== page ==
India should shift to the January- December financial year by ending the decades old tradition of April-March fiscal introduced by the British, a Parliamentary Panel said today. The present system was adopted by the Government of India in 1867 principally to align the Indian financial year with that of the British government. Prior to 1867, the financial year in India used to commence on May 1 and end on April 30 of the following year.
Criticising the Finance Ministry for “hastening” the exercise of Budget presentation, the Standing Committee on Finance, chaired by Congress MP M Veerappa Moily, said “greater preparation and adequate groundwork should have been made” before preponing Budget by a month. “The Committee would thus expect a more thorough exercise next year onwards. Keeping in view the above constraints, the Committee would suggest that the financial year may also be correspondingly shifted to calendar year and the budget date be further advanced correspondingly,” it said.
It concurred with the government’s decision to advance budget date to end financial business of the government before March 31 so that the respective ministries are able to spend their allocated money from the beginning of the financial year. Ending the decades old practice of presenting Union Budget on the last working day of February, the government presented the Budget for 2017-18 on February 1. “The Committee, however, finds that shifting the Budget by one month leads to non-availability of comparative data for almost a quarter and in the process the utilisation of funds, achievement of physical and financial targets cannot be determined,” the report said.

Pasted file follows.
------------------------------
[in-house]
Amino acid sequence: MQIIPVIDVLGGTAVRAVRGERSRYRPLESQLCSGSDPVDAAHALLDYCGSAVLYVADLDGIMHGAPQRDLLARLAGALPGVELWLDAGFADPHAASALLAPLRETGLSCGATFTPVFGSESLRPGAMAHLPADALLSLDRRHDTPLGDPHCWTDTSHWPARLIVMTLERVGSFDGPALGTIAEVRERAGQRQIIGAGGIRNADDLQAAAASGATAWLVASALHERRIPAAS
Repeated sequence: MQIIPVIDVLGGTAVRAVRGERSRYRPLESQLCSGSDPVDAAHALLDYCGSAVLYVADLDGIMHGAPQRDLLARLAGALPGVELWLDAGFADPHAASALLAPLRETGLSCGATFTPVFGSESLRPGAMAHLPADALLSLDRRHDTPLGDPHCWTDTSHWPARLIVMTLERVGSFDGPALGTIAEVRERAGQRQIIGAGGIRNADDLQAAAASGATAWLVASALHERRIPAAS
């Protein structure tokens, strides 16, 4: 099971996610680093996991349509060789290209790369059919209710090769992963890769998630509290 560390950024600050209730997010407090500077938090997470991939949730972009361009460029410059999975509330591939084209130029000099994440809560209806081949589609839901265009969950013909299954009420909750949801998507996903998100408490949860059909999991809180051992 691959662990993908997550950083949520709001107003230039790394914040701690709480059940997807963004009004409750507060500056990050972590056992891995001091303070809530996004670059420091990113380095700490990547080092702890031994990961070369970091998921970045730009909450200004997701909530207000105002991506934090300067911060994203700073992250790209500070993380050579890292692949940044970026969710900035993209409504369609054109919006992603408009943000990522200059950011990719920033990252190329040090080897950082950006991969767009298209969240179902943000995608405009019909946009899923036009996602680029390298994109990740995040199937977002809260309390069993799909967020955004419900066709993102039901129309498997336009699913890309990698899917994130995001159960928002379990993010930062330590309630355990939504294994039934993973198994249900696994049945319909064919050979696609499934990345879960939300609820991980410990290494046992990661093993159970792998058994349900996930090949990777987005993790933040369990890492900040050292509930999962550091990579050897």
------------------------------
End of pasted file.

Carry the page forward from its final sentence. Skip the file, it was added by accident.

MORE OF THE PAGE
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The government had last year appointed a high-level committee to study the feasibility of shifting financial year to January 1 from the current practice of starting the fiscal from April 1. The panel submitted its report to the Finance Minister in December. A Niti Aayog panel, headed by its member Bibek Debroy, had also reportedly favoured following the calendar year as the financial year. A change in financial year would require amendments in various statutes and changes in tax laws during the transitional period.
The Standing Committee also highlighted “inconsistencies” in budget allocation and occurrence of wide variations between the budget estimates and actuals of various departments. Giving instances of inconsistent budgeting and recurring occurrences of wide variation between the budget estimates, revised estimates and actuals, it said the budgetary exercise should have been done with greater due diligence. “The Committee would once again urge that the standard rules and guidelines may be strictly applied and if required, objective parameters may be devised for this purpose so as to avoid inconsistencies and mismatch in their estimates in future and put forth realistic and need based demands,” it said.